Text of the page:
Importantly, Madame Zeani calls appoggio what it is – a system. In other words, every component of the system must be in working order. Otherwise, the system will fail. This system begins with posture ( impossible while playing the guitar by the way) and is reliant on expansion and suspension of the rib cage, especially using the muscles in the back. This expansion and suspension of the rib cage, in my experience, is the only way the diaphragm can do its job as nature intended. Madame Zeani reminds us to be like a Ballet dancer.
I believe that singing teaching in the 21st Century requires the incorporation of both old and new vocal techniques. My experience as a cross-over performer has been the increasing need for authenticity. In other words, the need to embrace a wide range of aesthetic choices. In the past, as a singer-songwriter, I had to discover for myself how to belt, make noises and use aspiration. At the time, many thought I was ruining my career. To my mind, I was embarking upon what I love – exploring the possibilities of the human voice to express.
In this respect, I have been emboldened by the work of Barton and Spivey in the USA. Their teaching/writing pays homage to the Bel Canto methods while incorporating techniques such as belting to meet the demands of musical theatre. Musical Theatre singers require a diverse set of vocal skills to meet the demands of musical theatre. Classical technique is not enough. CCM is not enough. Musical Theatre requires a combination of old and new. It is very difficult.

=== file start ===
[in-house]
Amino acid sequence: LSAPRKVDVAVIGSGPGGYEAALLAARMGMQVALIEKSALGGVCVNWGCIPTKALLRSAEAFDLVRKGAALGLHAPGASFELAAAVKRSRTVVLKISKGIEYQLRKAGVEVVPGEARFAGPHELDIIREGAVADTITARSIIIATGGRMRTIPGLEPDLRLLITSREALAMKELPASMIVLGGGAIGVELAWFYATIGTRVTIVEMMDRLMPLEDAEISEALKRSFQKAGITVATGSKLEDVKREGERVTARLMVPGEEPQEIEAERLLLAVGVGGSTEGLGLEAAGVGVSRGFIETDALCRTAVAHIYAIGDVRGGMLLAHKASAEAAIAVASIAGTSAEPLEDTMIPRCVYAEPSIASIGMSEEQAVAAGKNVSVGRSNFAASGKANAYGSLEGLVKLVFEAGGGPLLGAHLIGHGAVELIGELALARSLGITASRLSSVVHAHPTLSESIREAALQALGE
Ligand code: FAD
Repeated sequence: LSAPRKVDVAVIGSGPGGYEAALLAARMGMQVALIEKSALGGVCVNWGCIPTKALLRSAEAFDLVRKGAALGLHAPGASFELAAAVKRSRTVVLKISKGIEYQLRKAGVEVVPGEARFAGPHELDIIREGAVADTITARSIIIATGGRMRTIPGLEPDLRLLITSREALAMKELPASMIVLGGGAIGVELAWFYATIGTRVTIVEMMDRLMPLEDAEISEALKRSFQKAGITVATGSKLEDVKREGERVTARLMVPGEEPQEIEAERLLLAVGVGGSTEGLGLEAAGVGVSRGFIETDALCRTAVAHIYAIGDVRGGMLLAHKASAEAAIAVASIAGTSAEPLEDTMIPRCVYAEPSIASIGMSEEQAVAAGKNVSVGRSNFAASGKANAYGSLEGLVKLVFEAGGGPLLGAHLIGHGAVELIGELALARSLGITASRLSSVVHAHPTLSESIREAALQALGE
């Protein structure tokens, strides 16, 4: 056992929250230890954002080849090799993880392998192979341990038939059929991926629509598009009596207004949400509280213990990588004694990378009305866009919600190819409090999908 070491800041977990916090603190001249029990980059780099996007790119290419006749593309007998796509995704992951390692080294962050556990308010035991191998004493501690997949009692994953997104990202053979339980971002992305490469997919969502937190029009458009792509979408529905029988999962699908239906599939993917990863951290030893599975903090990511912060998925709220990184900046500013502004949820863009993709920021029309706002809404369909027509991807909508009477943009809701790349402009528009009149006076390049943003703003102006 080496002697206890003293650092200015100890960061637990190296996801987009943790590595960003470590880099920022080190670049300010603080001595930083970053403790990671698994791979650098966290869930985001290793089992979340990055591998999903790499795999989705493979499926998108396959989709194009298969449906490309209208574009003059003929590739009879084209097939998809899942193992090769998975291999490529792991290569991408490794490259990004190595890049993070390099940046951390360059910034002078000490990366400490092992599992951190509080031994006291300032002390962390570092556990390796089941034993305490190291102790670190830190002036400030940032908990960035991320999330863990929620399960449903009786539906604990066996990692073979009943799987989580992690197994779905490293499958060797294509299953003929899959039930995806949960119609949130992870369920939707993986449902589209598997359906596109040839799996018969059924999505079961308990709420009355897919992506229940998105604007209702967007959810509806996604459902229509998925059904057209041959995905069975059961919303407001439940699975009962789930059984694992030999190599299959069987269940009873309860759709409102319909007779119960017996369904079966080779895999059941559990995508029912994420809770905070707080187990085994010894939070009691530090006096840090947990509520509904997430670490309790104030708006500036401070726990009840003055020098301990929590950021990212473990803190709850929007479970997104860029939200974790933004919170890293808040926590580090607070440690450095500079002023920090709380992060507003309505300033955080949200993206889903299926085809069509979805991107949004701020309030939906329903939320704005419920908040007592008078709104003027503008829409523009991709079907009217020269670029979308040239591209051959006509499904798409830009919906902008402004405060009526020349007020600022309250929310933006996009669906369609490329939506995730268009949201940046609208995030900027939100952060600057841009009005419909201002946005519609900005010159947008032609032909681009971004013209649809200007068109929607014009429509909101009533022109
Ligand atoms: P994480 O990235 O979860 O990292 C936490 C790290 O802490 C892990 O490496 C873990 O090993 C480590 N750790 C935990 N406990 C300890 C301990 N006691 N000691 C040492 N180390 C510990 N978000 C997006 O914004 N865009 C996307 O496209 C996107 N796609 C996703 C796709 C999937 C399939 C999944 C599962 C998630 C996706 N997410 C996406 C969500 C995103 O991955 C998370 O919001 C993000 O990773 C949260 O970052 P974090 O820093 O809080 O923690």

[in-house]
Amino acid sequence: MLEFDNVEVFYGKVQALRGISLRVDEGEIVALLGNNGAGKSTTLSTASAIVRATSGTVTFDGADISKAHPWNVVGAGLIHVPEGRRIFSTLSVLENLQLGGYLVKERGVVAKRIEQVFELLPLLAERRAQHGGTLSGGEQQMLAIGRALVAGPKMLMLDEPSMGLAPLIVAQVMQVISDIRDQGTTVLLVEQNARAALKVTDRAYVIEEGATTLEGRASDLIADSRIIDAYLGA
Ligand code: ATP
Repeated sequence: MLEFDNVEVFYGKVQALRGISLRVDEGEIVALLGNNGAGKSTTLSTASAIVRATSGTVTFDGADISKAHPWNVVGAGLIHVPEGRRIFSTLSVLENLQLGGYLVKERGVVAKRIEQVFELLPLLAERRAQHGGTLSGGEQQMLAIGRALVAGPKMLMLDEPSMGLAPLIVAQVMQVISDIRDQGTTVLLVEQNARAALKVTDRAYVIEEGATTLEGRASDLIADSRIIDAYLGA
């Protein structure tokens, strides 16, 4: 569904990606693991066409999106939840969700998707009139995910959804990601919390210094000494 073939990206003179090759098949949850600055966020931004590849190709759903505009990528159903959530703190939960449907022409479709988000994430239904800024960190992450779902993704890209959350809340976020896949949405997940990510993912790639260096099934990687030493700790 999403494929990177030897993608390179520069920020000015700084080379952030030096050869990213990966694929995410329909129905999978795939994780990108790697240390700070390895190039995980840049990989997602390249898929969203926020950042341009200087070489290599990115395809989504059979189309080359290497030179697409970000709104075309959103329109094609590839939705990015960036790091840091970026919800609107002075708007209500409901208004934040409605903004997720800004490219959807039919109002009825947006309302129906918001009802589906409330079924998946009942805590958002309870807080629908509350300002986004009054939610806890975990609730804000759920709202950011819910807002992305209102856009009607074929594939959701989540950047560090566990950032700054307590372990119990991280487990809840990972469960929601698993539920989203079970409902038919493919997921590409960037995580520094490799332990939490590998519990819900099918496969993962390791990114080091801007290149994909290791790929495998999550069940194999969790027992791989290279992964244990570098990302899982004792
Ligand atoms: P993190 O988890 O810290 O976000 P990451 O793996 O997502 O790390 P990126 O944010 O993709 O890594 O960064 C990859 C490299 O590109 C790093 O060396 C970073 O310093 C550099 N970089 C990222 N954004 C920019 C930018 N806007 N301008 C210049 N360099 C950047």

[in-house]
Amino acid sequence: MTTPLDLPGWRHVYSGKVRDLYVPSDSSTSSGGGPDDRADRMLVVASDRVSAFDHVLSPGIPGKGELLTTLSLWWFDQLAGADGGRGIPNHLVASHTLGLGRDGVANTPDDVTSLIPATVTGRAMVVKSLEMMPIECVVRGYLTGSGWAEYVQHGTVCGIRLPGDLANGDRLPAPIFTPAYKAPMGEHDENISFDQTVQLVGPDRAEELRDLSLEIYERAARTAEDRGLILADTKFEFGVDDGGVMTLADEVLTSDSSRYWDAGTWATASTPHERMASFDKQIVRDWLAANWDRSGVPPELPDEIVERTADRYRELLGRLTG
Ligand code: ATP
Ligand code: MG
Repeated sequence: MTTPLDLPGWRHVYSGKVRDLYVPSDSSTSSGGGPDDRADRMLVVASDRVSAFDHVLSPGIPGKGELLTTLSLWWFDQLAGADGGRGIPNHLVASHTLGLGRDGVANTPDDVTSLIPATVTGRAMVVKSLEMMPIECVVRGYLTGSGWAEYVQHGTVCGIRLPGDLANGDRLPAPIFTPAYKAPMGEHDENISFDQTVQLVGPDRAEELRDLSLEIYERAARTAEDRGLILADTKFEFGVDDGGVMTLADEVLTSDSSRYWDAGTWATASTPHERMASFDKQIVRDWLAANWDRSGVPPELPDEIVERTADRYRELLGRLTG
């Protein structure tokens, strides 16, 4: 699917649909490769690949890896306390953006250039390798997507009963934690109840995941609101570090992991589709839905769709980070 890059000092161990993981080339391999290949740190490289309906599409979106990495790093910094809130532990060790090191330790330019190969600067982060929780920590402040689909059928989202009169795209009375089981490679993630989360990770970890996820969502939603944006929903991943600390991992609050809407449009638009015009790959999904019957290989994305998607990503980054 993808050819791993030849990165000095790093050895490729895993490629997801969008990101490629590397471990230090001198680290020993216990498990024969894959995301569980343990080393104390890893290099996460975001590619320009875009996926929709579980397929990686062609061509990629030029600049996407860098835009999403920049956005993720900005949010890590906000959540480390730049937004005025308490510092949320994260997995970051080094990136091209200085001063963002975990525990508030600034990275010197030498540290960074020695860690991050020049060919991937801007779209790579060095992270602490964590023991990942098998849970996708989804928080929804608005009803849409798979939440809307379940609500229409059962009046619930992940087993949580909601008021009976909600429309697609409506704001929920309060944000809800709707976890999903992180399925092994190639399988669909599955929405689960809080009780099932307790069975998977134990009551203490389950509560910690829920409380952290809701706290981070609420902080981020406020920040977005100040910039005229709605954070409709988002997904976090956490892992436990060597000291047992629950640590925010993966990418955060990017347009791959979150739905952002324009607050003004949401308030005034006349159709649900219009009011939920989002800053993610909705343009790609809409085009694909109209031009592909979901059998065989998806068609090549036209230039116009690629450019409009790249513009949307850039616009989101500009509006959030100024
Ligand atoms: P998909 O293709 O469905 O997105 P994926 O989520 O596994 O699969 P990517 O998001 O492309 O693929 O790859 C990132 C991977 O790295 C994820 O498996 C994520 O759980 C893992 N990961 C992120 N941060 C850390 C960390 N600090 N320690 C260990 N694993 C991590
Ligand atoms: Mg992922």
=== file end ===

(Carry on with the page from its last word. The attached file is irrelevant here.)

Therefore, the next stage of my project is to teach in New Zealand in a CCM studio. This will allow me to investigate modern techniques whilst teaching the foundations of the old Italian method.
In addition to this opportunity, I am being given opportunities to deliver masterclasses or to drop into coaching sessions. Last week, I was able to drop in on a young student and teach posture and support. In this student’s case, the benefit of the system of appoggio was instantaneous. The register difficulties disappeared (there is no need to concern oneself with the register if the system is correct because the change from chest to head happens as nature intended) and the quality of the sound greatly improved.
The final word is from Madame Zeani’s teacher, Lydia Lipkovskaya singing Verdi’s aria ‘Caro Nome’. Young singers of any genre should be taught to realize the techniques required to sing like Lipkovskaya will give them the foundations for lifelong singing. It is upon these foundations that the belting, aspirations, and noises can be placed. To think singing technique can be otherwise is a grave error.